What would Tories cut?
The Tories boast that they're being honest about the need for spending cuts but are they being honest about what they'll cut and what the impact will be?
That's a question I've been pursuing in an interview with the shadow chancellor George Osborne.
He claims that the prime minister is denying him the information he needs to decide where the axe should fall. A request for access to the detailed spending information available to ministers has been turned down.
The Tories wanted to see the COINS database - that stands for Combined Online Information System - which contains information about what's been spent in over 12,000 category headings.
Mr Osborne tells me that:
"Gordon Brown is denying to the opposition the information on individual spending items in the government Budget that would help us plan for government, help us plan for dealing with the debt crisis. He has denied us access to that information. That makes our life as an opposition more difficult, but more to the point for the country, it means the country doesn't know the truth about where their money is going."
Neverthless he promises that the Tories will in future "provide more and more details and examples of specific schemes" they'll cut.
The shadow chancellor also makes clear that the Tories are not committed to protecting spending on schools or the Sure Start programme. Earlier, the shadow schools secretary, Michael Gove, insisted that the Tories would protect what he called "front line spending" on schools.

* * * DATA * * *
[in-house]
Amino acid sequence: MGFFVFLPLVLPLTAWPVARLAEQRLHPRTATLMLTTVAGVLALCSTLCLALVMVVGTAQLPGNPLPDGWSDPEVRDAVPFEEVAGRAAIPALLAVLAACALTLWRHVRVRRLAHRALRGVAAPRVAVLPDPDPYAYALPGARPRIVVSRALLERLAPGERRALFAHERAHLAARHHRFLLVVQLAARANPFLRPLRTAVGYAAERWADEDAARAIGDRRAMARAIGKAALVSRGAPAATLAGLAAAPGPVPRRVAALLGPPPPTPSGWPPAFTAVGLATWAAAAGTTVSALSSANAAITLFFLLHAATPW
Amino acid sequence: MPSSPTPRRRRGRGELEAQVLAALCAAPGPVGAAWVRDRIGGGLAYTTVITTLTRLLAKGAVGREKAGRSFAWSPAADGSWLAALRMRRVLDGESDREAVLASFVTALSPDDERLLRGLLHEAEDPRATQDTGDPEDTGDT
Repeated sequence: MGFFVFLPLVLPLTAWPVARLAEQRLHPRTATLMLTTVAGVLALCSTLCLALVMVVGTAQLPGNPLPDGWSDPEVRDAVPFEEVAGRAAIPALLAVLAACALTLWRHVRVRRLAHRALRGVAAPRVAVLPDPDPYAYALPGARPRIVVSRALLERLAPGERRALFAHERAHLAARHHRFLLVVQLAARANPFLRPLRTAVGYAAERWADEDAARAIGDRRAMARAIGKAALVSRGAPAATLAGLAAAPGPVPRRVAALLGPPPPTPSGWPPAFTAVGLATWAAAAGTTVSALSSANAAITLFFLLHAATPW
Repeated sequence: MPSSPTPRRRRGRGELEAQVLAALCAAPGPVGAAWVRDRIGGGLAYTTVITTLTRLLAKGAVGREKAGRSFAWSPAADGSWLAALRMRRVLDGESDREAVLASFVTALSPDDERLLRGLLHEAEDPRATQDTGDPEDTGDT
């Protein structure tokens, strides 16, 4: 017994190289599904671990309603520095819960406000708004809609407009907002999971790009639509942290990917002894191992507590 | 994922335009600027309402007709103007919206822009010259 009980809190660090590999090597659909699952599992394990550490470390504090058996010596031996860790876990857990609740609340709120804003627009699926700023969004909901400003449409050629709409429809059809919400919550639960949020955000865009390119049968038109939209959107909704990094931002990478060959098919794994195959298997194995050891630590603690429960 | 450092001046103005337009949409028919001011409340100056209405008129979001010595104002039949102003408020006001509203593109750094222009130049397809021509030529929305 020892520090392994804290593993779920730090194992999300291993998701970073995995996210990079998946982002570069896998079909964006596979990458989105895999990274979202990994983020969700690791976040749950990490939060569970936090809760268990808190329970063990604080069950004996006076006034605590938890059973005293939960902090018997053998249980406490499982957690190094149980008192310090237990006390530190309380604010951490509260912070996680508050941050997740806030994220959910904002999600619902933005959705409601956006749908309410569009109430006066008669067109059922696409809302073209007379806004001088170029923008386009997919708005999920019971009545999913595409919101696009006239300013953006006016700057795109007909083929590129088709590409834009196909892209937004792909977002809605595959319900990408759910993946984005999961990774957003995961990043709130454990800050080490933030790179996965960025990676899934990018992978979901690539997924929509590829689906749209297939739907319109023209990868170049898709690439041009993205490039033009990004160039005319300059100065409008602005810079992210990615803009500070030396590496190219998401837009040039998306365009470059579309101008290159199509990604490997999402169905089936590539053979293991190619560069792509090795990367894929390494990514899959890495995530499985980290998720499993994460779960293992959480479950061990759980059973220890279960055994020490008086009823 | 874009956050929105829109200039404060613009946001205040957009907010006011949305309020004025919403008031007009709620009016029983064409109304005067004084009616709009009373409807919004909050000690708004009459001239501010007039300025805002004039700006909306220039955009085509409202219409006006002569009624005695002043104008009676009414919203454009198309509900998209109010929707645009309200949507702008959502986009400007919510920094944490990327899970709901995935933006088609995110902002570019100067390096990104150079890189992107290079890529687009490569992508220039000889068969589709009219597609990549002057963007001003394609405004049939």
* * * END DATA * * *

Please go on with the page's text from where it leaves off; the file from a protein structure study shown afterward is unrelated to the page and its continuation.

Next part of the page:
Pressed on why the country should trust him - a young and privileged man - with this task, the shadow chancellor replies:
"We're going to protect the poorest, we're going to protect the vulnerable, but we're going to deal with the debt crisis because, let me say this, I've got young children, many people watching this programme have got young children, and it is not fair to leave them with our debt. We have to deal with the situation now and not leave the problem to another generation."
PS. For those who want the full quote on spending priorities:
Osborne: "We've taken a tough decision, which is to protect health spending - I could have put health spending into the pot - I'm also protecting international development spending because we've made some moral commitments to the rest of the world. That means..."
Robinson: Are you protecting schools?
Osborne: "I'm not protecting other areas at this stage."
Robinson: Are you protecting Sure Start?
Osborne: "I'm not protecting other areas. I'm not going to go into specific details of individual programs but I've made a positive decision and this is part of the choice that David Cameron and the modern Conservatives have made to protect health spending, to protect international development spending because we think those are important commitments for the kind of society we want (interruption)."
Update, 18:35: The Cabinet Office insist that the decision not to give the Tories the spending information they requested was taken by the cabinet secretary and not ministers after normal pre-election contacts between civil servants and opposition leaders.